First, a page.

Title of Oral/Poster Presentation

The Catholic Response to The Protestant Reformation

Class

Article

College

College of Humanities and Social Sciences

Faculty Mentor

Susan Cogan

Presentation Type

Poster Presentation

Abstract

Within the 16th century leaves of the Theaturm Curdelitatum Haereticorum Nostri Temporis, one finds a myriad of emotionally charged, visceral images illustrating Catholic martyrdoms. At first glance, the Catholic book of martyrs appears to be a mere knee-jerk response to the Protestant martyrdoms springing up all over Europe. However, the specific way that this book is created is inherently Catholic; it is not just there to highlight to crimes of the Protestants, it is to teach and inspire persecuted Catholics about contemporary martyrs, using the age-old rhetoric of saintly worship. We aim to answer several questions: what about this source sets it apart from its Protestant counterpArts; what were the accused being tortured for and why was it significant doctrinally; and what is symbolic about the imagery? Preliminary research shows us that this document has specific Catholic characteristics. The language it was written in is Latin, for one, a language Protestants were crusading to discard from religious experience. There is no visible blood in the images—suggesting that the victims are sanctified even in their grotesque circumstances. This research matters for a number of reasons. Not only does exploring this issue give people a window into the religious turmoil of the Protestant Reformation, forcing them to imagine a time when people were drawn and quartered in the streets, but it also exposes the doctrinal differences between Catholics and Protestants that have, today, largely faded. Lastly, it leads us to ponder the natural human instinct toward hero-worship and the cultural elevation of martyrs.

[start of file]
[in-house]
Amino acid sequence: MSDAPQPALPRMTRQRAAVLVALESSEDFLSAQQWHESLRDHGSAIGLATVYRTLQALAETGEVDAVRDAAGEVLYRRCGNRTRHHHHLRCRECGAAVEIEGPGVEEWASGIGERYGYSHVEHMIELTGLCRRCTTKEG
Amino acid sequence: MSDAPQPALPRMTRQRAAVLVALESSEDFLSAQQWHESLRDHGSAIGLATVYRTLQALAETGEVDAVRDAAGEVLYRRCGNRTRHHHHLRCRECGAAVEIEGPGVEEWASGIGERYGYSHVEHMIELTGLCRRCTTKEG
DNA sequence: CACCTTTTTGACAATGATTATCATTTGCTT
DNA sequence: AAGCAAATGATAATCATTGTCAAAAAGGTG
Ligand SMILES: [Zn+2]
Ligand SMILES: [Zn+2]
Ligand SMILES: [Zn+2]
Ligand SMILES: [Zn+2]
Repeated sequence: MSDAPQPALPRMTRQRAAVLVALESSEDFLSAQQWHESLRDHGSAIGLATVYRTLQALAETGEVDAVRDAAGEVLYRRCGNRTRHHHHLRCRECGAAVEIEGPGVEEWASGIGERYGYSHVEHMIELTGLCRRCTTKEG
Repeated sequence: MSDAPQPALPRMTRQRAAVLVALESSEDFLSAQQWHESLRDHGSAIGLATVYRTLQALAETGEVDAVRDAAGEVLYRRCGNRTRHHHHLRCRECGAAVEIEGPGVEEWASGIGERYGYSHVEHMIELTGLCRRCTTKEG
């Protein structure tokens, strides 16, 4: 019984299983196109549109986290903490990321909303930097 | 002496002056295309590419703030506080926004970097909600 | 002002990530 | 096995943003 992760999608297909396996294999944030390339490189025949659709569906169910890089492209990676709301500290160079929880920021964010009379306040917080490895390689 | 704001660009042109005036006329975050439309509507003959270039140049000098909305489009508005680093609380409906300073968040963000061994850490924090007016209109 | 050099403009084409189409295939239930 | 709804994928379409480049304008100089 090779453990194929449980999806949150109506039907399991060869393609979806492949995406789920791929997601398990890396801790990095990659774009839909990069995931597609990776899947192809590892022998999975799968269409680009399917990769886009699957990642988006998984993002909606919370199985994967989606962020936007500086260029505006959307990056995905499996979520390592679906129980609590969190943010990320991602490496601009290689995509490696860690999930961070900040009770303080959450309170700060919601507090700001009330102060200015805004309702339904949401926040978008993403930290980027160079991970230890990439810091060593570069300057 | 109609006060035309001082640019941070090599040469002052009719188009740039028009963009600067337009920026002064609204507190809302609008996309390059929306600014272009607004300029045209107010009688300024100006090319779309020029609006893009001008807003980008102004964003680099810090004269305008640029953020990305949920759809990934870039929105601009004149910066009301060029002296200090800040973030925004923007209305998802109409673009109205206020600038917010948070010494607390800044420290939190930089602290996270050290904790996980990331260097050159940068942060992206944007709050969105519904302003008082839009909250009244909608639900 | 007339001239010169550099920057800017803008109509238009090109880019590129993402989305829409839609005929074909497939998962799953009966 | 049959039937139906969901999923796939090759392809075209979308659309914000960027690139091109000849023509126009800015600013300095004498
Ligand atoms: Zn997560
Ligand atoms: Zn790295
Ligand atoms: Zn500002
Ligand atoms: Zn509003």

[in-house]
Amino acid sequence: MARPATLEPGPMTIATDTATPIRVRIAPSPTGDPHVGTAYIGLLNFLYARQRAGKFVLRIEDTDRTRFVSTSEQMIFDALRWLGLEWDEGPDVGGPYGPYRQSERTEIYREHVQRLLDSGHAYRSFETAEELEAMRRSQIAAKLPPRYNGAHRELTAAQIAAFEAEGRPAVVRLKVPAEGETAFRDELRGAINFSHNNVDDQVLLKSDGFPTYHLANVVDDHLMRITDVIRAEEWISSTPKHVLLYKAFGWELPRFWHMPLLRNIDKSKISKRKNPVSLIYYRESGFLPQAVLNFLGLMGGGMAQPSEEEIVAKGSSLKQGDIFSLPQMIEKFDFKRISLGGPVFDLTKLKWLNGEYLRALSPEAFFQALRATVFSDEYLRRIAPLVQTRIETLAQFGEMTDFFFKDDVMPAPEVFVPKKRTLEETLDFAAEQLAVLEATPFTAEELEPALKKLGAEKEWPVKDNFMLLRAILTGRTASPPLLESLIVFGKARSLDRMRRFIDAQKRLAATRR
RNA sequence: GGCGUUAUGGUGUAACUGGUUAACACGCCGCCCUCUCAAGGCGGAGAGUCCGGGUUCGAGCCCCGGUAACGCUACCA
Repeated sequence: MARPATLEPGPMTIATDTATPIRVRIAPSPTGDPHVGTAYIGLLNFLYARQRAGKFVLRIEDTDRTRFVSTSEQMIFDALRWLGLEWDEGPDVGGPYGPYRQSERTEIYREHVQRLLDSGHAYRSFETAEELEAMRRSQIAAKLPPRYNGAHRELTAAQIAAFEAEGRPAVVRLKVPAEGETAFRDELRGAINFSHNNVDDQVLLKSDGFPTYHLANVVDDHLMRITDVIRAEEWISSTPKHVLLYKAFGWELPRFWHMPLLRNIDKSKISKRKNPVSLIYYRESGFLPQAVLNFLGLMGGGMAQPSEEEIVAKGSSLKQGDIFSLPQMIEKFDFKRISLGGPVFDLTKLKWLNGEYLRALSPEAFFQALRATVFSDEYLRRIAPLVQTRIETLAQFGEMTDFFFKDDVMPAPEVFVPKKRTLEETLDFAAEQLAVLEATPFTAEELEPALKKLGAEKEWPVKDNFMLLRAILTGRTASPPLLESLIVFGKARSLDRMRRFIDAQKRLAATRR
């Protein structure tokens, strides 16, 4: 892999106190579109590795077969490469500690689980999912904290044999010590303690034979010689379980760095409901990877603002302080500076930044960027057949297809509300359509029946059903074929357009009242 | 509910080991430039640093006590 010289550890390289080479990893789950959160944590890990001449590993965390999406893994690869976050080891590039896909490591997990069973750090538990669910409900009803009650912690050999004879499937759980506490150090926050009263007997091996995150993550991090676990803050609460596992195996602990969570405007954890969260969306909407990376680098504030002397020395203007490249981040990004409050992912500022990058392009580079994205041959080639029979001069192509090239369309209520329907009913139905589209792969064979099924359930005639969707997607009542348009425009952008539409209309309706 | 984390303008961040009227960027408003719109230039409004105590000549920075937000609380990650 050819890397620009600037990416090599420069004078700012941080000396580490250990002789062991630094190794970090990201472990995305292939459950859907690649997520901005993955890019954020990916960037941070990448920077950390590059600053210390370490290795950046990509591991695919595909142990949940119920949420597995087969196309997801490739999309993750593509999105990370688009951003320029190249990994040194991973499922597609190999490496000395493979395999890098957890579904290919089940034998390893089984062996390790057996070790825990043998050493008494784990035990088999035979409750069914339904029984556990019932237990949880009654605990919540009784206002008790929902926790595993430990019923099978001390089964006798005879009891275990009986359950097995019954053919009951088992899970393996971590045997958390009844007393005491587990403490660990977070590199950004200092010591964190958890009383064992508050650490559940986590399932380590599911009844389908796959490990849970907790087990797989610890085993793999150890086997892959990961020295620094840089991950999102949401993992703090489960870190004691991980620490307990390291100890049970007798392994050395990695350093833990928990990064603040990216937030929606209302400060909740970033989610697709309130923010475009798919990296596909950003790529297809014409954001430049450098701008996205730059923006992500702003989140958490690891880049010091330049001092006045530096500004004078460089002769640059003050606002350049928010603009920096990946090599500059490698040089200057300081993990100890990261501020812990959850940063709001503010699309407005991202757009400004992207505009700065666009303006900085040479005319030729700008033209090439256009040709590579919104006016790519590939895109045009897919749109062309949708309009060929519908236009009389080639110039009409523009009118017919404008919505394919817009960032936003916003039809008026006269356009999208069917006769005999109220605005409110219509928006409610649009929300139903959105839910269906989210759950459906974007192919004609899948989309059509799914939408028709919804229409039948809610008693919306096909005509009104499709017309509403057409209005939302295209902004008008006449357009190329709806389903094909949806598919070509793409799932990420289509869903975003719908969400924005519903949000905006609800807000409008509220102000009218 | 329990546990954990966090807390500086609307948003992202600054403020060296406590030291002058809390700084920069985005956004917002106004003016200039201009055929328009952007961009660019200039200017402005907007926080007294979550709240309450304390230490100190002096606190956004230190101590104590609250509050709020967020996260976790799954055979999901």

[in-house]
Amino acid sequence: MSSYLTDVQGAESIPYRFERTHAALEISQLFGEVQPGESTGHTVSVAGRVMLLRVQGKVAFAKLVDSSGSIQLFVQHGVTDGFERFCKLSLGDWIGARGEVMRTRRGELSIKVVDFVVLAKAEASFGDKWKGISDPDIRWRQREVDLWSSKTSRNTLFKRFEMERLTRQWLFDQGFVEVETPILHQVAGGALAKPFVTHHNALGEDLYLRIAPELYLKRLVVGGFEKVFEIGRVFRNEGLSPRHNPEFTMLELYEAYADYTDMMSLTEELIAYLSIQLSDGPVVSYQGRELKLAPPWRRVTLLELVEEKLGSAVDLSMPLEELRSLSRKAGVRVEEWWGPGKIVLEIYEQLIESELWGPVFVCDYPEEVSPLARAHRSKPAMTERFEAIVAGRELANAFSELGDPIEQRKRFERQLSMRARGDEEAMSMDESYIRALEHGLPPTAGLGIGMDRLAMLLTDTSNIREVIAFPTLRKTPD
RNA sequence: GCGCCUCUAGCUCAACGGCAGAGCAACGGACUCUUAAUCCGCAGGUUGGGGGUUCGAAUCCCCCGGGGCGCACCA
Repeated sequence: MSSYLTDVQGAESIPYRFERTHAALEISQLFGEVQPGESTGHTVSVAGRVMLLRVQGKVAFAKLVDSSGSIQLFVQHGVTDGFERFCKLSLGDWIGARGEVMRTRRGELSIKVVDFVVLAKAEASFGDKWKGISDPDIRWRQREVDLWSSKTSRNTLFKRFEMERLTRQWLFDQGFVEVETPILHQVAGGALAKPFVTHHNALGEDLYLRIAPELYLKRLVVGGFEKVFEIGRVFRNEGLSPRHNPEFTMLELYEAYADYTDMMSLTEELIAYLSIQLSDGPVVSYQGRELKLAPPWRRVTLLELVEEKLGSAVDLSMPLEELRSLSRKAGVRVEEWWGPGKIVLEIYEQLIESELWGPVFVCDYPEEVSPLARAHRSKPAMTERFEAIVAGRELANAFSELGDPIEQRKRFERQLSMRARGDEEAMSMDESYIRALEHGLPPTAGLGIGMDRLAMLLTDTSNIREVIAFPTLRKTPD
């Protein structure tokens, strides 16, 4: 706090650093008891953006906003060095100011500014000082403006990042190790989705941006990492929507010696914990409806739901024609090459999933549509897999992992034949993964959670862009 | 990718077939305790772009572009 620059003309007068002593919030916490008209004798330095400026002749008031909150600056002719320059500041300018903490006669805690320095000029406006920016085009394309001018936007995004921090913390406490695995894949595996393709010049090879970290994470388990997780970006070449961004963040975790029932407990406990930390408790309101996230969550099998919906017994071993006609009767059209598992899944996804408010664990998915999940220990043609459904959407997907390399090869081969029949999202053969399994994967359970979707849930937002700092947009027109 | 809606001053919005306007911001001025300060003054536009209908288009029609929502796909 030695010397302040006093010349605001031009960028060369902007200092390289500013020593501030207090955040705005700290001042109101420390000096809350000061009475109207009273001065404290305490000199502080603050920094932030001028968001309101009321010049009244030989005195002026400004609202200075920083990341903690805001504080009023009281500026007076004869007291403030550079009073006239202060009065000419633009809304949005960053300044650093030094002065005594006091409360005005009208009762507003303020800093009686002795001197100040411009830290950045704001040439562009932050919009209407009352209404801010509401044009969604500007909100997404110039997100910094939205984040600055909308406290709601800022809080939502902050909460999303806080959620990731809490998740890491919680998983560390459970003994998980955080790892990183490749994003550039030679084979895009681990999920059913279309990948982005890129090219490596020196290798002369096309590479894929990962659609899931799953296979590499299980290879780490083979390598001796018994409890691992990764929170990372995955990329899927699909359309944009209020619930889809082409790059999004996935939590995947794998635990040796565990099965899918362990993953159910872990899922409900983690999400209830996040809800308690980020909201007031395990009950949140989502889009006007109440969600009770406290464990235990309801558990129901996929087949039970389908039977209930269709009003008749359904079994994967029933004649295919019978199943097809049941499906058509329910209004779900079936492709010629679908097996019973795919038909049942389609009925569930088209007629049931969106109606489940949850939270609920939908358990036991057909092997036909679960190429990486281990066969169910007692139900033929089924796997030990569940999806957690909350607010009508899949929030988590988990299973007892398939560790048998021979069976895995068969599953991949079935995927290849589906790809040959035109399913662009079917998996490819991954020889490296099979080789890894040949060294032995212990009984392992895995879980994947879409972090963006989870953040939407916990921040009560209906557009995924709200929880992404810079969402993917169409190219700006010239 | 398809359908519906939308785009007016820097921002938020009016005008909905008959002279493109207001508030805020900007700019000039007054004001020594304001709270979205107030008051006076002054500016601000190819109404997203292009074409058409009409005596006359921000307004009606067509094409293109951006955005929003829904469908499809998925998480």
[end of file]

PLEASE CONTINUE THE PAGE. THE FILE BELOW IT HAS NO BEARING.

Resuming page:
Location

The South Atrium

Start Date

4-12-2018 9:00 AM

End Date

4-12-2018 10:15 AM

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Apr 12th, 9:00 AM Apr 12th, 10:15 AM

The Catholic Response to The Protestant Reformation

The South Atrium

Within the 16th century leaves of the Theaturm Curdelitatum Haereticorum Nostri Temporis, one finds a myriad of emotionally charged, visceral images illustrating Catholic martyrdoms. At first glance, the Catholic book of martyrs appears to be a mere knee-jerk response to the Protestant martyrdoms springing up all over Europe. However, the specific way that this book is created is inherently Catholic; it is not just there to highlight to crimes of the Protestants, it is to teach and inspire persecuted Catholics about contemporary martyrs, using the age-old rhetoric of saintly worship. We aim to answer several questions: what about this source sets it apart from its Protestant counterpArts; what were the accused being tortured for and why was it significant doctrinally; and what is symbolic about the imagery? Preliminary research shows us that this document has specific Catholic characteristics. The language it was written in is Latin, for one, a language Protestants were crusading to discard from religious experience. There is no visible blood in the images—suggesting that the victims are sanctified even in their grotesque circumstances. This research matters for a number of reasons. Not only does exploring this issue give people a window into the religious turmoil of the Protestant Reformation, forcing them to imagine a time when people were drawn and quartered in the streets, but it also exposes the doctrinal differences between Catholics and Protestants that have, today, largely faded. Lastly, it leads us to ponder the natural human instinct toward hero-worship and the cultural elevation of martyrs.